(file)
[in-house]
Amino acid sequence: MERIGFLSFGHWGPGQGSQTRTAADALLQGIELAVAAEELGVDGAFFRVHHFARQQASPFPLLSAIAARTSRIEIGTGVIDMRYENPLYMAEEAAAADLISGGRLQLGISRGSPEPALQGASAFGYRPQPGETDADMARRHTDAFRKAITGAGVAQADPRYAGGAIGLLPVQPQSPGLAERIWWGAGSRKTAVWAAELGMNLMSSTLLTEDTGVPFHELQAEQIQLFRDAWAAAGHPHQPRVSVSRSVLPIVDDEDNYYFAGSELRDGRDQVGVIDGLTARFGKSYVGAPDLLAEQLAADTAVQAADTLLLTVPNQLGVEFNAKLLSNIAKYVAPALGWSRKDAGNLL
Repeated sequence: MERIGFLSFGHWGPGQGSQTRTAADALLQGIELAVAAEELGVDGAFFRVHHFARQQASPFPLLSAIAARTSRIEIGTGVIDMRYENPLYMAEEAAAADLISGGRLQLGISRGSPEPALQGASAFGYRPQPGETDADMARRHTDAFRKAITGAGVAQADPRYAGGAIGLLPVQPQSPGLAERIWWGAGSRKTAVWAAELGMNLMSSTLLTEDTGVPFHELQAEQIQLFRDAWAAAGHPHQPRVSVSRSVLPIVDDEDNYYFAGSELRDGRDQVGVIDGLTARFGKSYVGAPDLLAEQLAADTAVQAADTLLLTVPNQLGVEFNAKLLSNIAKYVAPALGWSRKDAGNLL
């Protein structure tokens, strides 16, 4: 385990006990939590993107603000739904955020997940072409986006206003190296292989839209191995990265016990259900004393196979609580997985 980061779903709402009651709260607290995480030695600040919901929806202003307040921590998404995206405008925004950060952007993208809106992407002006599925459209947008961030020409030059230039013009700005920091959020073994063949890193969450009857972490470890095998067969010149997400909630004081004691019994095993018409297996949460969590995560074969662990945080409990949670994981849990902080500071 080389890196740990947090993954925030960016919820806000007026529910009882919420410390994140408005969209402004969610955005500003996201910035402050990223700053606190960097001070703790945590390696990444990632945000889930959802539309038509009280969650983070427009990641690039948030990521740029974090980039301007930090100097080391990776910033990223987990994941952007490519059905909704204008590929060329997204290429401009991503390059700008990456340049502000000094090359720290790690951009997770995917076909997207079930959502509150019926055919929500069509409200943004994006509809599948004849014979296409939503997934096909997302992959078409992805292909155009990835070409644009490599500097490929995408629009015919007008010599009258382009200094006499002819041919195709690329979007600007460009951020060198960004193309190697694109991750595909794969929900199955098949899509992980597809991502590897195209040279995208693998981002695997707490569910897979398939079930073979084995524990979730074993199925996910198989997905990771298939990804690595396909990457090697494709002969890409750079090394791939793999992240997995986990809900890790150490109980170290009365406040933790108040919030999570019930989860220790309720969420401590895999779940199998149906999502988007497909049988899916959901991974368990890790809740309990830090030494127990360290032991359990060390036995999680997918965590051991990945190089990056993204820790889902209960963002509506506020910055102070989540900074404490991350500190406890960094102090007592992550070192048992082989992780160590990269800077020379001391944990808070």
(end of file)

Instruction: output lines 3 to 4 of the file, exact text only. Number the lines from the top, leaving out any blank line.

Repeated sequence: MERIGFLSFGHWGPGQGSQTRTAADALLQGIELAVAAEELGVDGAFFRVHHFARQQASPFPLLSAIAARTSRIEIGTGVIDMRYENPLYMAEEAAAADLISGGRLQLGISRGSPEPALQGASAFGYRPQPGETDADMARRHTDAFRKAITGAGVAQADPRYAGGAIGLLPVQPQSPGLAERIWWGAGSRKTAVWAAELGMNLMSSTLLTEDTGVPFHELQAEQIQLFRDAWAAAGHPHQPRVSVSRSVLPIVDDEDNYYFAGSELRDGRDQVGVIDGLTARFGKSYVGAPDLLAEQLAADTAVQAADTLLLTVPNQLGVEFNAKLLSNIAKYVAPALGWSRKDAGNLL
């Protein structure tokens, strides 16, 4: 385990006990939590993107603000739904955020997940072409986006206003190296292989839209191995990265016990259900004393196979609580997985 980061779903709402009651709260607290995480030695600040919901929806202003307040921590998404995206405008925004950060952007993208809106992407002006599925459209947008961030020409030059230039013009700005920091959020073994063949890193969450009857972490470890095998067969010149997400909630004081004691019994095993018409297996949460969590995560074969662990945080409990949670994981849990902080500071 080389890196740990947090993954925030960016919820806000007026529910009882919420410390994140408005969209402004969610955005500003996201910035402050990223700053606190960097001070703790945590390696990444990632945000889930959802539309038509009280969650983070427009990641690039948030990521740029974090980039301007930090100097080391990776910033990223987990994941952007490519059905909704204008590929060329997204290429401009991503390059700008990456340049502000000094090359720290790690951009997770995917076909997207079930959502509150019926055919929500069509409200943004994006509809599948004849014979296409939503997934096909997302992959078409992805292909155009990835070409644009490599500097490929995408629009015919007008010599009258382009200094006499002819041919195709690329979007600007460009951020060198960004193309190697694109991750595909794969929900199955098949899509992980597809991502590897195209040279995208693998981002695997707490569910897979398939079930073979084995524990979730074993199925996910198989997905990771298939990804690595396909990457090697494709002969890409750079090394791939793999992240997995986990809900890790150490109980170290009365406040933790108040919030999570019930989860220790309720969420401590895999779940199998149906999502988007497909049988899916959901991974368990890790809740309990830090030494127990360290032991359990060390036995999680997918965590051991990945190089990056993204820790889902209960963002509506506020910055102070989540900074404490991350500190406890960094102090007592992550070192048992082989992780160590990269800077020379001391944990808070």